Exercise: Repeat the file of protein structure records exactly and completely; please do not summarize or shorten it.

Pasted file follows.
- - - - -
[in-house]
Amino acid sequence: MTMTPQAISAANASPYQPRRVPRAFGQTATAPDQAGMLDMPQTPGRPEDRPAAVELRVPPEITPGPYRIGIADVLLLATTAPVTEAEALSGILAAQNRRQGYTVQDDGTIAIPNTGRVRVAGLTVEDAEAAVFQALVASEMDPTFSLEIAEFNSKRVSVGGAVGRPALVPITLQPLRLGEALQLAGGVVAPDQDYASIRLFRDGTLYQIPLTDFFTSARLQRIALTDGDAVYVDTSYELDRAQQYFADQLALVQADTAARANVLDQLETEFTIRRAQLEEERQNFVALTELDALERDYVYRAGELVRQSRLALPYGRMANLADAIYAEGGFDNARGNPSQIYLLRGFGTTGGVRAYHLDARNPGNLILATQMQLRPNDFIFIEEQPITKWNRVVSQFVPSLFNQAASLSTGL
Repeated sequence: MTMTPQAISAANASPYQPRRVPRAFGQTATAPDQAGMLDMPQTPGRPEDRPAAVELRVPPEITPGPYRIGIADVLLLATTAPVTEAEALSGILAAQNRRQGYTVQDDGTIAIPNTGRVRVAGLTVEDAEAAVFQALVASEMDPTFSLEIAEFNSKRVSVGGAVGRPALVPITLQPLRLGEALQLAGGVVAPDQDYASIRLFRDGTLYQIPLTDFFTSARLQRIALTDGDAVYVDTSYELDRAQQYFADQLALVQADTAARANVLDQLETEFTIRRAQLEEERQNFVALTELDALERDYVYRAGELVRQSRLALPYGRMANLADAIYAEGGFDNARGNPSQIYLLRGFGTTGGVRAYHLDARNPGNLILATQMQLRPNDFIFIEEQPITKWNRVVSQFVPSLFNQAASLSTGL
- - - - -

[in-house]
Amino acid sequence: MTMTPQAISAANASPYQPRRVPRAFGQTATAPDQAGMLDMPQTPGRPEDRPAAVELRVPPEITPGPYRIGIADVLLLATTAPVTEAEALSGILAAQNRRQGYTVQDDGTIAIPNTGRVRVAGLTVEDAEAAVFQALVASEMDPTFSLEIAEFNSKRVSVGGAVGRPALVPITLQPLRLGEALQLAGGVVAPDQDYASIRLFRDGTLYQIPLTDFFTSARLQRIALTDGDAVYVDTSYELDRAQQYFADQLALVQADTAARANVLDQLETEFTIRRAQLEEERQNFVALTELDALERDYVYRAGELVRQSRLALPYGRMANLADAIYAEGGFDNARGNPSQIYLLRGFGTTGGVRAYHLDARNPGNLILATQMQLRPNDFIFIEEQPITKWNRVVSQFVPSLFNQAASLSTGL
Repeated sequence: MTMTPQAISAANASPYQPRRVPRAFGQTATAPDQAGMLDMPQTPGRPEDRPAAVELRVPPEITPGPYRIGIADVLLLATTAPVTEAEALSGILAAQNRRQGYTVQDDGTIAIPNTGRVRVAGLTVEDAEAAVFQALVASEMDPTFSLEIAEFNSKRVSVGGAVGRPALVPITLQPLRLGEALQLAGGVVAPDQDYASIRLFRDGTLYQIPLTDFFTSARLQRIALTDGDAVYVDTSYELDRAQQYFADQLALVQADTAARANVLDQLETEFTIRRAQLEEERQNFVALTELDALERDYVYRAGELVRQSRLALPYGRMANLADAIYAEGGFDNARGNPSQIYLLRGFGTTGGVRAYHLDARNPGNLILATQMQLRPNDFIFIEEQPITKWNRVVSQFVPSLFNQAASLSTGL